Another complication is the accumulation of fluid in the abdominal cavity. This causes abdominal pain and difficulty breathing.

It can be life-threatening if the peritoneum becomes infected or the kidneys fail.

If the affected organ ceases to sufficiently cleanse the blood of toxins, they reach the brain, causing mental and neural disorders and hepatic encephalopathy.

Causes of liver cirrhosis

Nonalcoholic fatty liver disease (steatosis) is one of the most common liver diseases. It occurs when the body gets more energy than it needs. The excess is stored as fat, including in the liver. Usually, fatty hepatosis is the result of a metabolic syndrome characterized by obesity, poor metabolism of fats and sugar, hypertension. It can develop into chronic inflammation and subsequently into cirrhosis.

Long-term alcohol consumption at a certain stage can also lead to the development of steatosis, which in this case is called alcoholic fatty disease.

In men, a daily intake of about 20-30 grams of alcohol can irreversibly damage the liver, and in women it takes only 10 to 20 grams. For comparison, a bottle of beer (0.33 litres) contains about 13 g of alcohol.

A significant part of liver cirrhosis cases is caused by type B and C viral hepatitis. Less frequently, other infectious diseases, as well as cystic fibrosis, autoimmune inflammation, and medication side effects can lead to the development of the disease.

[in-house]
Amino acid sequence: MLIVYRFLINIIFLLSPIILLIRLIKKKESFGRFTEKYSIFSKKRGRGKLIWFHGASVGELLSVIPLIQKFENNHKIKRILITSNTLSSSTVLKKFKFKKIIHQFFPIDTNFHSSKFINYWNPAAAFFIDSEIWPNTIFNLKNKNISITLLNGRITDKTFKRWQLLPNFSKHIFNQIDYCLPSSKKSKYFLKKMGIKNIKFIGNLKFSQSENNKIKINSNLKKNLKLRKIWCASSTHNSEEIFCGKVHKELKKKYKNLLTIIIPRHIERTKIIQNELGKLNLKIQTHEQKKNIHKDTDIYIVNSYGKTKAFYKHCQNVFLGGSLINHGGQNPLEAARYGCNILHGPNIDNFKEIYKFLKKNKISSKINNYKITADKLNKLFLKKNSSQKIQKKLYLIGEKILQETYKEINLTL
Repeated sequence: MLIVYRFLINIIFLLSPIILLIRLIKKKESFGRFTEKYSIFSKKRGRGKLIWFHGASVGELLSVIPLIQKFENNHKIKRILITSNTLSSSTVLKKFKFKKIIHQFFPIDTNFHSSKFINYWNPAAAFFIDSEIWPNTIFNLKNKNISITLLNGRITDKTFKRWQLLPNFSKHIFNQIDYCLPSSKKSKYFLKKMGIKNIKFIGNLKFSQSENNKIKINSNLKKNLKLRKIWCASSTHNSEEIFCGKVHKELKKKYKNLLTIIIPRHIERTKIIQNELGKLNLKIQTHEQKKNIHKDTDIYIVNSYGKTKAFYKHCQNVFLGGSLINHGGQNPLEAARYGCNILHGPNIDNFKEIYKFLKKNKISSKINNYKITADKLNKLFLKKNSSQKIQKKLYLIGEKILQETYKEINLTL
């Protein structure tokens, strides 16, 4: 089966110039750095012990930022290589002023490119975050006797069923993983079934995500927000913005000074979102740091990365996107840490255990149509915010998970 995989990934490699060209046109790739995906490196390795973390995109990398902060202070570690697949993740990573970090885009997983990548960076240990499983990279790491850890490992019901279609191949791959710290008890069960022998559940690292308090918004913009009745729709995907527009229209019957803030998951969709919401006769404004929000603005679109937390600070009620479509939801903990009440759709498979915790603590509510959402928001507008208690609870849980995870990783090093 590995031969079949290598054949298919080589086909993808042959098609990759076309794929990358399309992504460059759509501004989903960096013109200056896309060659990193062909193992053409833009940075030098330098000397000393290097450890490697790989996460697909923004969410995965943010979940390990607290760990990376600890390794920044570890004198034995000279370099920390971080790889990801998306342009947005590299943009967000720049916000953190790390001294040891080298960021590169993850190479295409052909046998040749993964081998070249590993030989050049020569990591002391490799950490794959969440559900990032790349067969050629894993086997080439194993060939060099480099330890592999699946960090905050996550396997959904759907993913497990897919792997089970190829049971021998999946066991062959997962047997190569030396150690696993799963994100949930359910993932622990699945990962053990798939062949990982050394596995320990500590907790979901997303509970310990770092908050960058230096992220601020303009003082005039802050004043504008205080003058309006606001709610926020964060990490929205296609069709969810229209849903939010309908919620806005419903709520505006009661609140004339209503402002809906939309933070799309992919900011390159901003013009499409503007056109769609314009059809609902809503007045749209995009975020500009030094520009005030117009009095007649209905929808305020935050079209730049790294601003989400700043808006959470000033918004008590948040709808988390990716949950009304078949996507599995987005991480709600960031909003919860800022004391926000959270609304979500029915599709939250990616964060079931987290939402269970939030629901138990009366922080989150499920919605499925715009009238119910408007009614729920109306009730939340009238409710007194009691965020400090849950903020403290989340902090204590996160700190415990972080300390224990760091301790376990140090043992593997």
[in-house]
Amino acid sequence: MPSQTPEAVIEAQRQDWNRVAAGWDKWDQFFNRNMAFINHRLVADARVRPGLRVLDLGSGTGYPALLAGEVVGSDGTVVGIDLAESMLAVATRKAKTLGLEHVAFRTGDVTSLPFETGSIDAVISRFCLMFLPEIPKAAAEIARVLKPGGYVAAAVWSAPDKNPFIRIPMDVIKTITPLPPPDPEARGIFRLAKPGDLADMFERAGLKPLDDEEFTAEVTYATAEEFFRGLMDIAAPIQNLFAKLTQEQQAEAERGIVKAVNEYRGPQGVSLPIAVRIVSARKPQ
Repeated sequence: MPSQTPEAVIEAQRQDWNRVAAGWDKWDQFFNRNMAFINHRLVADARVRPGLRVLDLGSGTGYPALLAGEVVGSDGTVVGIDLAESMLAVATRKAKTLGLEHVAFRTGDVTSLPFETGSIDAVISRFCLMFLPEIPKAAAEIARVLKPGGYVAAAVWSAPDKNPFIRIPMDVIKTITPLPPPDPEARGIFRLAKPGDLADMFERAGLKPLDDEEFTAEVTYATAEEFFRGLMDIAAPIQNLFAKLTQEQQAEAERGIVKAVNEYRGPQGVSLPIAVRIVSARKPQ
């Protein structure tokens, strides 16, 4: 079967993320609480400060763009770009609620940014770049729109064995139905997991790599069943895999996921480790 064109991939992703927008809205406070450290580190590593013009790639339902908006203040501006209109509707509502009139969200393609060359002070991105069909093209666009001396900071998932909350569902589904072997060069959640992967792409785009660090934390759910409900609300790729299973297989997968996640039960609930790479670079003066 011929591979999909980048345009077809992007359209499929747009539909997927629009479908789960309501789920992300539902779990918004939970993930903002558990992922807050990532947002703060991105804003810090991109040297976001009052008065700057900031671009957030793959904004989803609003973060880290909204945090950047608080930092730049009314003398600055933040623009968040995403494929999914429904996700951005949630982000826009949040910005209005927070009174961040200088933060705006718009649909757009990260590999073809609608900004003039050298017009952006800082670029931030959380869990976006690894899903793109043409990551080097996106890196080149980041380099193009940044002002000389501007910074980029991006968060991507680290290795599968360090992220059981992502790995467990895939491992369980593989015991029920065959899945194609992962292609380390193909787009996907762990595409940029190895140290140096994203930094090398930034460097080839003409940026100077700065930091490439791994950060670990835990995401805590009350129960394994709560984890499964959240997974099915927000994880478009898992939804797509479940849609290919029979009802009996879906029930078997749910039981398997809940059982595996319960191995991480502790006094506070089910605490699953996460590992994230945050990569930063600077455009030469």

Liver cirrhosis diagnosis

Early detection of the disease is of crucial importance, as it allows for timely treatment and prevention.

Patients with signs of liver cirrhosis, such as skin changes, or suffering from chronic diseases (in particular hepatitis B or C), should definitely undergo an examination.

The simplest method is palpation. Enlarged liver and spleen may indicate a dangerous process.

Laboratory tests

Certain blood tests may indicate cirrhotic changes:

Albumin, coagulation factors, cholinesterase.

Bilirubin

Platelets, white blood cells.

Transaminases

Ammonia

Imaging tests

Abdominal ultrasound reveals changes on the liver surface, characteristic of cirrhosis and its complications (abdominal hydrocele, enlarged spleen, new vessel growth).

Doppler sonography can determine the degree of portal hypertension.